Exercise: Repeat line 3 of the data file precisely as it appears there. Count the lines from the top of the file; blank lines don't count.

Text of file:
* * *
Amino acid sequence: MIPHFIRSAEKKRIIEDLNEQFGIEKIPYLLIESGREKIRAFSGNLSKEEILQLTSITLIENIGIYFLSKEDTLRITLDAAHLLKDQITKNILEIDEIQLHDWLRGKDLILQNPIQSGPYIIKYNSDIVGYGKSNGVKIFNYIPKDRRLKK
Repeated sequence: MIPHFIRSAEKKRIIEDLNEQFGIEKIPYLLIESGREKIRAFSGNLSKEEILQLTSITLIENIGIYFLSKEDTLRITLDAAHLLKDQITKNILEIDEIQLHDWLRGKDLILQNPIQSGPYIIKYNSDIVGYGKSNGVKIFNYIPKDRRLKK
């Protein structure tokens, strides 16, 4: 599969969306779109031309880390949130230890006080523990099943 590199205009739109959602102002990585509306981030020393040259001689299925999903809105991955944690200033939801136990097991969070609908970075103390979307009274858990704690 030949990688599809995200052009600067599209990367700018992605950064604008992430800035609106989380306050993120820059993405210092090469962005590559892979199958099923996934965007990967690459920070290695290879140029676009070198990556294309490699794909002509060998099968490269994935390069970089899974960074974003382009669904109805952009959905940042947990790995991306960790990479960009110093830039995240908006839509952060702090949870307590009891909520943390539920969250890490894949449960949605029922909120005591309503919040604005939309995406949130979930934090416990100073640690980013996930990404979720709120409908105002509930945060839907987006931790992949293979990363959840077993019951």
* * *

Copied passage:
């Protein structure tokens, strides 16, 4: 599969969306779109031309880390949130230890006080523990099943 590199205009739109959602102002990585509306981030020393040259001689299925999903809105991955944690200033939801136990097991969070609908970075103390979307009274858990704690 030949990688599809995200052009600067599209990367700018992605950064604008992430800035609106989380306050993120820059993405210092090469962005590559892979199958099923996934965007990967690459920070290695290879140029676009070198990556294309490699794909002509060998099968490269994935390069970089899974960074974003382009669904109805952009959905940042947990790995991306960790990479960009110093830039995240908006839509952060702090949870307590009891909520943390539920969250890490894949449960949605029922909120005591309503919040604005939309995406949130979930934090416990100073640690980013996930990404979720709120409908105002509930945060839907987006931790992949293979990363959840077993019951």